How to use gets_s

This is a discussion on How to use gets_s within the C Programming forums, part of the General Programming Boards category; so, the only check in the line "if (gets_s( buff, BUFFSIZE ) == NULL )" is to see if there ...

  1. #16
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    so, the only check in the line "if (gets_s( buff, BUFFSIZE ) == NULL )" is to see if there is an absence of input in which the error is caught and handled. But does not check whether or not the amount of input is more than the specified buffer size, instead it just bombs out.
    I rewrote the gets_s() function to behave the way that it should. It works but does anyone see any problems with it?

    Code:
    #include <stdio.h>
    
    char * getss ( char *s, int size ) ;
    
    int main ( int argc, char *argv[] )
    {
    	char buffer[10] ;
    	
    	printf ("Enter a string:  ") ;
    	
    	if (getss(buffer, 10) == NULL) printf ("Buffer Overloaded!") ;
    	else printf ("The line entered was: %s\n", buffer) ;
    	return 0 ;
    }
    
    char *getss(char *s, int size)
    {
        char *stringBuilder = (char *) malloc( size * sizeof( char )) ;
        int i, k;
        
        /* Read and store characters until reaching a newline or end-of-file */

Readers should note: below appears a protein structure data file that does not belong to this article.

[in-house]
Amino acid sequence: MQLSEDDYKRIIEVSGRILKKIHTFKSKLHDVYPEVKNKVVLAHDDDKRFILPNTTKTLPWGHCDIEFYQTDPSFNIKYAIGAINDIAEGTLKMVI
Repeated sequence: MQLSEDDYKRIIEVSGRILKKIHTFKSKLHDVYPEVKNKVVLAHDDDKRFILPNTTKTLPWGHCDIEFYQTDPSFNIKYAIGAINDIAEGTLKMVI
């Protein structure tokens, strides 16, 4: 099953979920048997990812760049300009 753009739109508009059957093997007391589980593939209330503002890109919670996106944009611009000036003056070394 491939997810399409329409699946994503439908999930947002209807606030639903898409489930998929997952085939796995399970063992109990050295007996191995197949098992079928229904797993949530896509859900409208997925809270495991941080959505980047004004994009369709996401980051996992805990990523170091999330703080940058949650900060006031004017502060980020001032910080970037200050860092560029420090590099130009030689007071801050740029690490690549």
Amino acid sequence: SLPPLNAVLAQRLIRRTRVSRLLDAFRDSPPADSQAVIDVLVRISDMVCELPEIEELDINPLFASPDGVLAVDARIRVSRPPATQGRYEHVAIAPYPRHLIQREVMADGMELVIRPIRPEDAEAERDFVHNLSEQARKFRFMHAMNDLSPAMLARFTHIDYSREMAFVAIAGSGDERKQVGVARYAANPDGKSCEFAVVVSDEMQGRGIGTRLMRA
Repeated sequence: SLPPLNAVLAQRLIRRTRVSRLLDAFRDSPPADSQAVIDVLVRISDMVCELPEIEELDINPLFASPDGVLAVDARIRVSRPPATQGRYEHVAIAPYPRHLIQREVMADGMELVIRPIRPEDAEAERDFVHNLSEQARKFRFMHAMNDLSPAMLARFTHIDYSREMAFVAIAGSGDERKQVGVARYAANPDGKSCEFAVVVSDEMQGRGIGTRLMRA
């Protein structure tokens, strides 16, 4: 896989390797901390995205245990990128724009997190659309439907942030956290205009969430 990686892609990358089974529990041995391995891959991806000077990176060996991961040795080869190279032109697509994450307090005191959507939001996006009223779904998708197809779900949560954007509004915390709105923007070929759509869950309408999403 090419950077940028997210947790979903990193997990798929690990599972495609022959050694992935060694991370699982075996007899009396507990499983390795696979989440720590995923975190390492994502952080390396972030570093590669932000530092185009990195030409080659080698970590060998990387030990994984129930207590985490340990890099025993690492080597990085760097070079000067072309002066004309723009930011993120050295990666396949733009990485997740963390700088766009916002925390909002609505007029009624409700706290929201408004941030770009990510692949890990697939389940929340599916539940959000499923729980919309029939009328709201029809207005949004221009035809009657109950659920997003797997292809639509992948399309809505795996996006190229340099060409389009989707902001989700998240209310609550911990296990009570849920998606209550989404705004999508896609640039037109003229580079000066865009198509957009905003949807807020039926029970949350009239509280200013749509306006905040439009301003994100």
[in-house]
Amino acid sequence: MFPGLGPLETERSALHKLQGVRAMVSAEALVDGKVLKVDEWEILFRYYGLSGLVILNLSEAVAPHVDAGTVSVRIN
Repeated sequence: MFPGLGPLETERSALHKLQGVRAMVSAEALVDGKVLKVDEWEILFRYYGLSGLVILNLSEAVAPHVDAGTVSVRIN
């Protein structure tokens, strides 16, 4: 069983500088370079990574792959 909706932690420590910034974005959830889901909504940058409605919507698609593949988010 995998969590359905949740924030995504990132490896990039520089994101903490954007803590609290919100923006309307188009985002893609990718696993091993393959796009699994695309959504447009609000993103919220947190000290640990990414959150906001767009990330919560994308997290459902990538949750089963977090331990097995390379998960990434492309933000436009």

for (i = 0; k != EOF && k != '\n'; i++)
        {
            k = getchar() ;
        /* If a read error occurs, the resulting buffer is not usable. */
    	if (i > size) return NULL ;
            if (k == EOF && !feof(stdin)) return NULL;
       	stringBuilder[i] = k;
        }
        /* Null-terminate and return the buffer on success.
           The newline is not stored in the buffer. */
       //stringBuilder[i] = '\0';
    
        strcpy( s, stringBuilder ) ; 
        return s;
    }

  2. #17
    C++まいる!Cをこわせ! Elysia's Avatar
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    Yes.
    You never free stringBuilder.
    And why not just use fgets?
    Quote Originally Posted by Adak View Post
    io.h certainly IS included in some modern compilers. It is no longer part of the standard for C, but it is nevertheless, included in the very latest Pelles C versions.
    Quote Originally Posted by Salem View Post
    You mean it's included as a crutch to help ancient programmers limp along without them having to relearn too much.

    Outside of your DOS world, your header file is meaningless.
    For information on how to enable C++11 on your compiler, look here.
    よく聞くがいい!私は天才だからね! ^_^

  3. #18
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    Quote Originally Posted by Elysia View Post
    Yes.
    You never free stringBuilder.
    And why not just use fgets?
    Thanks, I'll make sure to free it and I see that it is not Null terminating the string also.
    I just tried fgets(). Unfortunately, it has the same response to finding more input than specified. it just dies. I understand bounds checking is good, but allow to handle the error instead of exiting the program. So, I would need to modify fgets() as well, to respect the size given in the parameter and return NULL if there is more input than expected instead of doing an assert. I mean, how am I to make a useful program if the program exits any time someone types one more character than the field is permitted?